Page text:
The reptilian complex (R-complex) attempts to explain, among others, the origins of rage: in a nutshell, some of the higher brain functions of higher mammals are similar to those of reptiles. Sometimes, the R-complex is triggered to override mental functions like conscience and reason, leading to unpredictable results that span the gamut from bouts of anger to mass genocide. Socialization and interpersonal interaction plays an important part in the development of human R-complexes, but having done some self-study on psychiatry myself, I think that the environment is equally important: not just for the R-complex, but on human behavior as well.
Like driving a car.
I’ve been sort of “psychoanalyzing” my dad’s driving behavior for quite a while now. My dad drives a forest-green Mitsubishi Lancer, kept shiny and meticulously clean. A barely-visible dent or scratch on his car is enough to drive him into irrational feelings of depression. But outside of that, my dad turns into a very different man when he’s behind the wheel of his vehicle.
The laws of logic, reason, and science do not hold true. The car does not move. Instead, it is the road that moves.
I don’t like authoritarian regimes. If anything, my dad’s car is a sort of a figurative rogue state: a fascist dictatorship with him at the literal helm of the near future. He, along with millions of other drivers in the country, is the kind of fascist that would rile the principles of true activists: the ultimate threat to democracy, the very consequence of what would happen if Hitler’s father and Mussolini’s mother mated.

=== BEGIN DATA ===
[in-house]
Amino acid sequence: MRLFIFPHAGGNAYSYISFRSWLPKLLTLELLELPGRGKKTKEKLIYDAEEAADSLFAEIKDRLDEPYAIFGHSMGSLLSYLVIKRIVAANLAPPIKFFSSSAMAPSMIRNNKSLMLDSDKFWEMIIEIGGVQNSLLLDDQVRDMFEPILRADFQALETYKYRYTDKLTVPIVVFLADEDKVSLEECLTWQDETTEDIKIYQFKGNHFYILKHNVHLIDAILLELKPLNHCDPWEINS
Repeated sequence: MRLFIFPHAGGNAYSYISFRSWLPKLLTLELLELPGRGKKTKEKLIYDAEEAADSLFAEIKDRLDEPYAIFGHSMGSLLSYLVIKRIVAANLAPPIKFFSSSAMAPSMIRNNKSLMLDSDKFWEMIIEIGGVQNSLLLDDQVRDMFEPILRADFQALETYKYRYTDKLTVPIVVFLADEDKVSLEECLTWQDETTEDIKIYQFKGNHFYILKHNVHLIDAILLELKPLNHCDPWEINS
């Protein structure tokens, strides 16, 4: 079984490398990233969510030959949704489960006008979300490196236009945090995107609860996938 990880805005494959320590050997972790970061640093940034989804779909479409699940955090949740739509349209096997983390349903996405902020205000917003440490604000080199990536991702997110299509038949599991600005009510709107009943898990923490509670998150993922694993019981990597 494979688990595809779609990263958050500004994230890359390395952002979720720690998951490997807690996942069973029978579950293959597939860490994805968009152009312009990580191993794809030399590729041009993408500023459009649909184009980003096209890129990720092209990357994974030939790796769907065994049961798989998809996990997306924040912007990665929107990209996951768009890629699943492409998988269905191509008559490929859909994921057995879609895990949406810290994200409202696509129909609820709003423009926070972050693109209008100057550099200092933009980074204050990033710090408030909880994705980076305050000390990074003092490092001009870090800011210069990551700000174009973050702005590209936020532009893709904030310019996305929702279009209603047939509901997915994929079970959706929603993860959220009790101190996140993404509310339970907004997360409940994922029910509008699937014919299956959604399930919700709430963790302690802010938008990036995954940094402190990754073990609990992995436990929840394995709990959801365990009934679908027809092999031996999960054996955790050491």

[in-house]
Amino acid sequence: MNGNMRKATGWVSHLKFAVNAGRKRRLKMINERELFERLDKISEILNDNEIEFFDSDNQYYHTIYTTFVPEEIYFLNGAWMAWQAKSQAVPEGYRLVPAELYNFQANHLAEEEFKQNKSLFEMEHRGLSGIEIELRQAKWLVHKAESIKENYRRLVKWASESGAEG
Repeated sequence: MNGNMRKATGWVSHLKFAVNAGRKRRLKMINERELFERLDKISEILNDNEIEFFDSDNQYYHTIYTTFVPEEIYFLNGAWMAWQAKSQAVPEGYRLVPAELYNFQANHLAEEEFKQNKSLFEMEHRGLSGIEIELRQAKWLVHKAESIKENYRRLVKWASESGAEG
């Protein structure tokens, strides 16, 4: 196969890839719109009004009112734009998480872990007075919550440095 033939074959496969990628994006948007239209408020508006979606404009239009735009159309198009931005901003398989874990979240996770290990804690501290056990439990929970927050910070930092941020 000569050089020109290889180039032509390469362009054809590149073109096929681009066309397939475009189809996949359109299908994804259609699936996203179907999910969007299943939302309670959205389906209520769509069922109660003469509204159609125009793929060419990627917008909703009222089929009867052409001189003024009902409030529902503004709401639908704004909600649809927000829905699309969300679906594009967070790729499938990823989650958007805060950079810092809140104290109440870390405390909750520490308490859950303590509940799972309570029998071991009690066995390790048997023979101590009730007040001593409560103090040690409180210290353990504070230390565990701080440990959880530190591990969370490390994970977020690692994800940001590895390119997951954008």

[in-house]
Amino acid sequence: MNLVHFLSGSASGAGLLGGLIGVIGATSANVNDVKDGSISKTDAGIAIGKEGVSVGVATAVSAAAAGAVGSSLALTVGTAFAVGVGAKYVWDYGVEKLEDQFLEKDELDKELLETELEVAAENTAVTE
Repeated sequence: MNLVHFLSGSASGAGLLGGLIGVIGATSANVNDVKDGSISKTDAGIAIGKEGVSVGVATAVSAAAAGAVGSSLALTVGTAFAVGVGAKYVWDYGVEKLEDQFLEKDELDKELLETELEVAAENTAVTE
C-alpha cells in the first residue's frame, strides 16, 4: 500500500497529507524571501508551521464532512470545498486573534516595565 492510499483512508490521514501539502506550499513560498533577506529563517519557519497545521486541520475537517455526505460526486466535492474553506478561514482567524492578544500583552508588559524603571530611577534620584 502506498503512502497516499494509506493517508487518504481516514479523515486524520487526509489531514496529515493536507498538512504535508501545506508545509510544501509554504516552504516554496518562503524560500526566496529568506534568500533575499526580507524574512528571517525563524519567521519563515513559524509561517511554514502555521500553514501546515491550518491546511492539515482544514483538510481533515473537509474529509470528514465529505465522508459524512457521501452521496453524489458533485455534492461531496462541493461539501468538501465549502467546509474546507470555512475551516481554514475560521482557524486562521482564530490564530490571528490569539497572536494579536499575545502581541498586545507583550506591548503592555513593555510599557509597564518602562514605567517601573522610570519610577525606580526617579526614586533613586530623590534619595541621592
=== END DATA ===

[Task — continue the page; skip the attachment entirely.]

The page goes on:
Adolf Mussolini? Benito Hitler? My dad behind the wheel?
Like many drivers, my dad implicitly believes that the ground touched by the four wheels of his car is his. My dad adheres to the unwritten Constitution that governs his driving, or should I say the Republic of his car:
- Every actual or imaginary line that there is in the road is his: no vehicle or pedestrian has the right to cross his territory.
- In every exit, changing lane, overtaking lane, or intersection, he has the right of way.
- He has the inalienable right to blow his horn: but if another driver blows his or her own horn, it is an open declaration of war.
- By international law, he is entitled to two parallel parking spaces: one to actually park, and the other to estimate his parking distances.
- He is entitled to a smart and proper salute not only by legitimate Armed Forces personnel in road checkpoints, but also to security guards who are not, by rule and convention, required to salute a fellow civilian.
- We, the people who ride his car, are not allowed to make comments about his driving (or should I say the direction of our near future): any comment is punishable by exile.
My dad, of course, is schooled on actual driving: I learned all my driving from completely unrealistic video games, where I have the benefit of comparatively low traffic, no fuel gauges, and going 200+ MPH without damaging my computer-generated car. But in reality, I have the driving skills of O.J. Simpson and a drunk/high Lindsay Lohan.
I’m going to stick with public transportation for now. Something tells me that when I have kids and drive them to school, I’d probably get sued for emotional abuse. If I drive Kennon Road the same way I do canyons in Initial D, I’d end up in jail.